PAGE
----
HSV’s grand 476kW finale

Corvette ZR1’s 819Nm monster to give Aussie Commodore an explosive send-off e

TOBY HAGON

Style wise

Don’t expect major bodywork updates, just functional modifications to front spoiler, grille, sills, bumpers, diffuser and a rear wing

More bang for your buck Mo y

What’s the next cheapest four-door 476kW+ car? There’s only one and it’s a $625K Ferrari FF. The 430kW Mercedes-AMG E63 S retails at $251K. th car A

Stop motion

ARTIST’S ILLUSTRATION The most powerful Holden ever needse equally potent stoppers. HSV will have to pick between the current AP architecture or a version of the Corvette ZR1’s Brembo monoblocs. dse p e otent

HOLDEN Special Vehicles is readying the fastest, most potent Holden ever – a 476kW AMGbelting super sedan – as a last hurrah for the Holden Commodore before it bows out in 2017.

Wheels has learnt of a secret skunkworks project inside HSV’s Clayton campus tasked with shoehorning the LS9 version of the GTS’s 6.2-litre supercharged V8 under the Commodore’s bonnet.

This engine tune is currently reserved for the Chev Corvette ZR1, which runs a transaxle. HSV would therefore have to adapt the engine to the Commodore’s architecture, which situates the gearbox next to the engine.

In the C6 Corvette ZR1, the LS9 V8 engine makes 476kW and 819Nm – a hefty 46kW and 79Nm more than HSV’s current hero, the 430kW GTS. It propels the considerably lighter Corvette to 100km/h in 3.3 seconds and on to a top speed of 330km/h. The performance numbers wouldn’t be quite as impressive in the bigger, heavier Commodore, but would still easily blow away the GTS’s current performance benchmarks of 4.5 seconds and 280km/h.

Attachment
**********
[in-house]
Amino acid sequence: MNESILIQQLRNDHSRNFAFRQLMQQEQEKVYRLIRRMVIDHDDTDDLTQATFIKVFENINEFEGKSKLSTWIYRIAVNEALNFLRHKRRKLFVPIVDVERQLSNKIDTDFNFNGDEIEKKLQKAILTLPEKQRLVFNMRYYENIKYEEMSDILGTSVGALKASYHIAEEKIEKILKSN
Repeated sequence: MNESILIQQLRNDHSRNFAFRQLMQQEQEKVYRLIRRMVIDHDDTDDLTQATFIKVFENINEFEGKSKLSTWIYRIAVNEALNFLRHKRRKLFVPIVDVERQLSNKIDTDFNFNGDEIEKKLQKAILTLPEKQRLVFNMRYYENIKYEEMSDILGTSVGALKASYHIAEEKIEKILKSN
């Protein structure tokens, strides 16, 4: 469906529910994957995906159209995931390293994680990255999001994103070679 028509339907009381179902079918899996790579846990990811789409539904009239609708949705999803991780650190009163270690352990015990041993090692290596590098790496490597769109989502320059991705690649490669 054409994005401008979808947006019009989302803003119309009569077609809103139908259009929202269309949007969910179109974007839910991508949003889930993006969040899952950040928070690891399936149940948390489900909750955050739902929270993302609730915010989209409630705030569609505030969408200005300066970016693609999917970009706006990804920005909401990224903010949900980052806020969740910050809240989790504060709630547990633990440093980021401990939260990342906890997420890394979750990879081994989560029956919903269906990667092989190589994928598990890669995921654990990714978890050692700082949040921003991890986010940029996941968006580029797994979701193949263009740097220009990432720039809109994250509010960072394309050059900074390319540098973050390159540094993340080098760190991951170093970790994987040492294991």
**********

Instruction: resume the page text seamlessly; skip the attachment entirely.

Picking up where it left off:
Wheels understands that General Motors supports HSV’s desire to build this car, offering a discount on more than 100 of these highoutput LS9 supercharged V8s.

Questions remain over whether the GTS’s existing 6L80 six-speed automatic transmission would be up to such a mammoth task, or wear. Internally, some at Clayton refer to the project as a modern GTS-R, reviving the legendary yellow and black performance hero left) that HSV sold in 1995 and 1996; just 85 were produced – all in Melbourne taxi yellow.

It’s unlikely the 21st century HSV hero would tread the retro naming route, though, instead forging its own high-performance identity to take on the best from whether HSV would also have to source the new Corvette’s 8L90 eight-speed auto, which has a 900Nm operating ceiling.

A manual version is unlikely, especially given the $130K expected pricetag and limited production numbers such a project would justify.

One thing’s for sure, it will make one helluva send-off for Holden’s last Australian V8 sedan.

What’s also uncertain is the name this supercharged brute will The modern version will have more than double the power of that exclusive, collector-friendly car, which used a blueprinted 5.7-litre ‘stroker’ V8 to make a claimed 230kW and 475Nm.

The LS9 engine is based on the LSA engine used in the HSV GTS, sharing its aluminium block and cylinder head. So it would comfortably slot beneath the Commodore’s bonnet using the still easily blow away the GTS’s current performance benchmarks of 4.5 seconds and 280km/h.

Wheels understands that General Motors supports HSV’s desire to build this car, offering a discount on more than 100 of these highoutput LS9 supercharged V8s.

Questions remain over whether the GTS’s existing 6L80 six-speed automatic transmission would be up to such a mammoth task, or wear. Internally, some at Clayton refer to the project as a modern GTS-R, reviving the legendary yellow and black performance hero (left) that HSV sold in 1995 and 1996; just 85 were produced – all in Melbourne taxi yellow.

It’s unlikely the 21st century HSV hero would tread the retro naming route, though, instead forging its own high-performance identity to take on the best from Europe: BMW M5, Mercedes-AMG E63 and Audi RS6.